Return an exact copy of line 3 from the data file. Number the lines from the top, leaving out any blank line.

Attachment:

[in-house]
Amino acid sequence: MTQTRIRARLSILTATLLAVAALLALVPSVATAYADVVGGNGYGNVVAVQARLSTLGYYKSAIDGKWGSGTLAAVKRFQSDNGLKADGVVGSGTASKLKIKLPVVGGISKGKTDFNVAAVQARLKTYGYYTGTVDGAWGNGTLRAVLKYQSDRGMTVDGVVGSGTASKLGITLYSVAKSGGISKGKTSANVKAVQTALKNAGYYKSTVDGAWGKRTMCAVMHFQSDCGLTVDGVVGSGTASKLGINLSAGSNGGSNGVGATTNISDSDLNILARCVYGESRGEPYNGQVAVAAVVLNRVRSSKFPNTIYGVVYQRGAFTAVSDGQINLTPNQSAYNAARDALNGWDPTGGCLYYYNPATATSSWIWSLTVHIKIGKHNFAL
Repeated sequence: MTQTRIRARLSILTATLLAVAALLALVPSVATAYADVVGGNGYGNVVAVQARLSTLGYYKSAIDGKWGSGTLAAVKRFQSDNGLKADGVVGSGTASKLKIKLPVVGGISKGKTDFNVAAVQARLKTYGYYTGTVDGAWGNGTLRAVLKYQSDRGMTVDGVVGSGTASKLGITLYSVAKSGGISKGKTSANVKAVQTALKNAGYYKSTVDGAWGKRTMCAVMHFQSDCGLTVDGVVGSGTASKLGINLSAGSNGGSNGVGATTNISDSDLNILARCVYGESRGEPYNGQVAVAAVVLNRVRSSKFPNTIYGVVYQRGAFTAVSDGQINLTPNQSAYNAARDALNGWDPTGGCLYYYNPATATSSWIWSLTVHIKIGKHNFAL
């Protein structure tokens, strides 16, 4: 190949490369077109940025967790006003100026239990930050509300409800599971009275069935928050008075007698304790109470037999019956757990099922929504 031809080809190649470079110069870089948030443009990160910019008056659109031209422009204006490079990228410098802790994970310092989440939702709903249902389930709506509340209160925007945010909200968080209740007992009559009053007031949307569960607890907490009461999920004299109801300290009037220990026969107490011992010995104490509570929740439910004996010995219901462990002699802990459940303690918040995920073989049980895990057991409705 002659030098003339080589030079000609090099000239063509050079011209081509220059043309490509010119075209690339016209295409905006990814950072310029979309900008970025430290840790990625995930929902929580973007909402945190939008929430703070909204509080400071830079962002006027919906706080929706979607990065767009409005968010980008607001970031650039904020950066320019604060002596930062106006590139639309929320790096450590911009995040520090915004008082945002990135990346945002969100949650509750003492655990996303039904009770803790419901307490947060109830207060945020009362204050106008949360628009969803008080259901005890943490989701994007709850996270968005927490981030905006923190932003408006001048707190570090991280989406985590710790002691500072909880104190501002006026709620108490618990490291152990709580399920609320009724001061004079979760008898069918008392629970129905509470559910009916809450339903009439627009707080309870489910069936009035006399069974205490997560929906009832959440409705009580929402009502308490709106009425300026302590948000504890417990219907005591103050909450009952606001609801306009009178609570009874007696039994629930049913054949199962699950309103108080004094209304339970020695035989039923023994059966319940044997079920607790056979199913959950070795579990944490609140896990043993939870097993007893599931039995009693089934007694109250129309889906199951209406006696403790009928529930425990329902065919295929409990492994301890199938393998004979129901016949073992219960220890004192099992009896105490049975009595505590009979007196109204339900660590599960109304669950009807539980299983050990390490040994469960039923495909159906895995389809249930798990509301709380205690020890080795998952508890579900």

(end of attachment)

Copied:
Repeated sequence: MTQTRIRARLSILTATLLAVAALLALVPSVATAYADVVGGNGYGNVVAVQARLSTLGYYKSAIDGKWGSGTLAAVKRFQSDNGLKADGVVGSGTASKLKIKLPVVGGISKGKTDFNVAAVQARLKTYGYYTGTVDGAWGNGTLRAVLKYQSDRGMTVDGVVGSGTASKLGITLYSVAKSGGISKGKTSANVKAVQTALKNAGYYKSTVDGAWGKRTMCAVMHFQSDCGLTVDGVVGSGTASKLGINLSAGSNGGSNGVGATTNISDSDLNILARCVYGESRGEPYNGQVAVAAVVLNRVRSSKFPNTIYGVVYQRGAFTAVSDGQINLTPNQSAYNAARDALNGWDPTGGCLYYYNPATATSSWIWSLTVHIKIGKHNFAL